This fall, both the horrific mass shootings in Las Vegas and Sutherland Springs reignited the gun control debate in the United States. By all accounts, the main way to truly prevent another gun massacre by civilians is to enact sensible gun regulation, but outside of Washington D.C., there is another famous town that could do something to help: Hollywood. In the wake of the Las Vegas tragedy — the deadliest mass shooting in United States history — and with the annual number of mass shootings having eclipsed the number of days in a year, the film industry needs to ask itself how it contributes to the normalization of gun violence. Whether through the ratings system or through conscious shifts in content, it's time for Hollywood to actually begin regulating guns on screen.
Currently, guns are essentially inextricable from Hollywood films. A 2013 study published by the American Academy of Pediatrics found that the amount of gun violence in PG-13 movies has tripled since 1985; moreover, there is now more on screen gun violence in PG-13 films than in R films, as reported by The Economist, meaning younger audiences are seeing this action. Many gun manufacturers have a symbiotic relationship with film studios; according to The Hollywood Reporter; companies can give studios a free pass to use their guns in movies in exchange for the free advertising, placing only limited conditions on the on-screen situations in which the weapon is used. "We don't need to promote them. They are promoted all the time," said Kahr Firearms Group's VP of Sales and Marketing Frank Harris in an interview with THR.
Clearly gun manufacturers enjoy a profitable relationship with Hollywood. In the past few decades, the variety of gun models pictured in hit films has increased, with the number of gun models shown in films between 2010 to 2015 growing 50 percent from the last decade. Bruce Willis, for example, has held 110 different gun models on screen, according to THR. This is an astounding number considering Willis has a total of 113 acting credits listed on IMDB, six of which are for films that have yet to be released.
It is true that there has been no proven causal relationship between gun violence on screen and gun violence in real life. However, the American Academy of Pediatrics (AAP) Council on Communications and Media released a statement in 2016 stating that "a sizable majority of media researchers both in pediatrics and psychology believe the existing data show a significant link between virtual violence and aggression." The statement, titled "Virtual Violence," also called for media institutions (film, television, video games) to decrease violence in material geared towards children. This echoes the findings of a 1982 report from the National Institute of Mental Health, which, according to the American Psychological Association, found that seeing violence on television could cause children to "be more likely to behave in aggressive or harmful ways toward others."
Granted on screen violence, or "virtual violence," is not restricted to gun violence, and these studies and conclusions from the APA and AAP do not specify the consequences of on screen gun violence. That said, Pediatrics, the APA journal, published a study in 2013 re-examining the "weapons effect" in relation to gun violence. Coined by psychologists in 1967, the "weapons effect," as defined by Psychology Today, proposes that the sight of guns can directly inspire violence or aggression. The 2013 study, titled "Gun Violence Trends in Movies," found that from 2009-2013, PG-13 movies "contained as much or more violence as R-rated films."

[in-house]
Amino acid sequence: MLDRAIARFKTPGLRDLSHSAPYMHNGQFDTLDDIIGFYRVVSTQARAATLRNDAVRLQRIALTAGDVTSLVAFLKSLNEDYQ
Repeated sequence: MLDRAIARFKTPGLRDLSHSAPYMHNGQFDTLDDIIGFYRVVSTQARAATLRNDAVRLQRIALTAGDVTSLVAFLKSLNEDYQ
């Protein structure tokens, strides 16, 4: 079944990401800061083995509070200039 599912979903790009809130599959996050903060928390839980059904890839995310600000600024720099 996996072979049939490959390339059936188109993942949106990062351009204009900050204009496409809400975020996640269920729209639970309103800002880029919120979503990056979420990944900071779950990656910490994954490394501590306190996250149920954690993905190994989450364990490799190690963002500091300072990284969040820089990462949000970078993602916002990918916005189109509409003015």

As such, it'd make sense that Hollywood consider limiting the number of guns and type of action shown on-screen in the hopes of encouraging less violence. It has the potential to work; many studies have determined a relationship between on screen behavior and off screen behavior, as seen in the connection between smoking in movies and tobacco use in real life. A 2009 study published by the U.S. National Institutes of Health's National Library of Medicine stated that teenagers with high exposure to smoking in film were three times more likely to become smokers than those with low exposure to on screen smoking. In 2012, the Surgeon General of the United States accepted similar research, confirming that there was "a causal relationship between depictions of smoking in the movies and the initiation of smoking among young people."
Decades before these studies and statements, the government was already taking steps to curb on screen smoking. In 1970, when the negative health repercussions to smoking were finally being discussed in the open, the United States Congress voted to ban cigarette ads on television and the radio. (There is no such law banning gun advertisements, though Comcast has adopted a policy not to accept any ads for guns.)
By the early 2000s, movie studios began feeling the heat from anti-smoking lobbyists and cracked down on cigarettes on screen. In fact, according to a 2007 report by The New York Times, the film industry pledged to consider elevating film ratings in correspondence to tobacco use. The article cited major studios, including the Walt Disney Company and Sony Pictures, as adopting anti-smoking or limited tobacco policies. It also detailed a private policy adopted by 20th Century Fox Film in 2004 that attempted to eliminate smoking in films set in the modern day and intended to be seen by young audiences.